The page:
Maybe they didn't put up a fight because they thought the "method" was so obvious that perhaps someone else discovered it before they did. But if they only would have known how popular it would become and how much recognition Robert Yau has gotten for their invention, they would have put up a fight!

All in all, popularizing it is no excuse for him accepting the credit for it.

Intellectual property theft is a pretty serious accusation. If you are accusing Robert Yau of this I would suggest you go through the proper legal channels instead of posting about it here.

As for multiple people talking about the popularization argument: You labeled this thread as a debate, multiple people are allowed to all give their own input, even if someone else has already stated the same.

Frankly I could care less about the method name, but I do take issue with your last post. Your tone and wording make this seem less like a debate and more of you being judge, jury, and executioner.
 

Christopher Mowla

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Intellectual property theft is a pretty serious accusation.
Not really (in this context). After all, this is just cubing related issues. It's just about a "toy". So no, I don't think lawyers are going to get involved. My only objective is the hope that the name of the method is changed. That's it. (And a secondary purpose of this thread is to let others know the history behind this, because the method name is misleading.)

If you are accusing Robert Yau of this I would suggest you go through the proper legal channels instead of posting about it here.
No accusing is needed to bring to light what is. It's right there for all to see.

As for multiple people talking about the popularization argument: You labeled this thread as a debate, multiple people are allowed to all give their own input, even if someone else has already stated the same.
Oh, sorry. I thought they were talking to me.

I do take issue with your last post. Your tone and wording make this seem less like a debate and more of you being judge, jury, and executioner.
Yeah, sorry about that. I will try to keep it more objective from now on.

Frankly I could care less about the method name,
Saying you don't care is not an acceptable response for a debate argument.
 
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BenChristman1

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Do I agree that the method probably shouldn’t be named Yau? Yeah. Do I think that it should be changed? Nope. Changing something after it’s been around for a long time (obviously not a long time in this case, but it is a pretty long time relative to how long cubing has been around) is very difficult, because there will still be many people who don’t accept the change.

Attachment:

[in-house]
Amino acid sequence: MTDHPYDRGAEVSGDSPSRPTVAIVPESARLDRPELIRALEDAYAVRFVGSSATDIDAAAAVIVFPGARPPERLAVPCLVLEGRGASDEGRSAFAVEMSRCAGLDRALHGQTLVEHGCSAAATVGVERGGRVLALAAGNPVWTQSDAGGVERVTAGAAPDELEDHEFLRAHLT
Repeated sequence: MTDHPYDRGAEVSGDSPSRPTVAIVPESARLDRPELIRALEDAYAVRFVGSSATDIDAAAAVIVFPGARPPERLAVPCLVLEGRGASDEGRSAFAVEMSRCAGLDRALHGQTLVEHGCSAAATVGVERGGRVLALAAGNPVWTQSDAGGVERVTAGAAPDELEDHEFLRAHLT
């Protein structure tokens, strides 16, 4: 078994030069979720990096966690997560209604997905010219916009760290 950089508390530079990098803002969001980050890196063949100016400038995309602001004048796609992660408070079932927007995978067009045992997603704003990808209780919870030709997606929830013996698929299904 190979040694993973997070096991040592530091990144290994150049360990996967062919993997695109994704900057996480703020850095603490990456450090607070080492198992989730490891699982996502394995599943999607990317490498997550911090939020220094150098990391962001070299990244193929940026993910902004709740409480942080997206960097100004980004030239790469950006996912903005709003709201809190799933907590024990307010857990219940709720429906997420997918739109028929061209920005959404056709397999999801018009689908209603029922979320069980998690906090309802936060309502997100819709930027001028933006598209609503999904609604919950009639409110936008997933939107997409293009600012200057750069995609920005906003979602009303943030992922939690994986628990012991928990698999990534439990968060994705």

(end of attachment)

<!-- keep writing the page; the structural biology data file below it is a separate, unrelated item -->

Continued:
For example, the NFL team, the Washington Redskins recently made a name change because many people thought that the name was offensive. They are now indefinitely called the Washington Football Team. I do not refer to them as “the Football Team,” because they have been the Redskins for almost a century (since 1932, to be precise), and they haven’t made a permanent decision on what their name will be, so I still refer to them as the Redskins.

Not really (in this context). After all, this is just cubing related issues. It's just about a "toy". So no, I don't think lawyers are going to get involved. My only objective is the hope that the name of the method is changed. That's it. (And a secondary purpose of this thread is to let others know the history behind this, because the method name is misleading.)
So, if you were to start calling the Rubik’s Cube (all cubes that the brand Rubik’s has manufactured from 1974-2021) the “Mowla Cube,” do you think that you are safe from any legal trouble, just because it is “just about a toy?” I don’t mean to be snarky, but I think that everybody would agree that that would be wrong, and that it would be a crime.
 

qwr

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I think Yau should get some kind of credit for popularizing and showing the method is competitive. In math, it sometimes happens that someone discovers something earlier but doesn't realize its potential and just leaves it until another person actually shows its usefulness.
 

PapaSmurf

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Ortega should be called Varasano, ZZ should be called "Heise 2" and Briggs should be called Noah's CP Block method. While we can talk about these "shoulds", it's about the "whats". In the end, naming is arbitrary, but it's much better to know the history of the idea than get caught up in what you think it should be called. For example, L'Hopital's rule should really be called Bernoulli's rule, yet everyone calls it by the former because that's the name of the rule. It is well documented though that Bernoulli came up with it, so that's great.

I had a brief conversation with Rob about his awareness of Meyer at the time of creation, and he said that he didn't know about it. I'm willing to take him on his word, so there has never been any intellectual proprety theft (and there has also been 0 profiting off of the idea).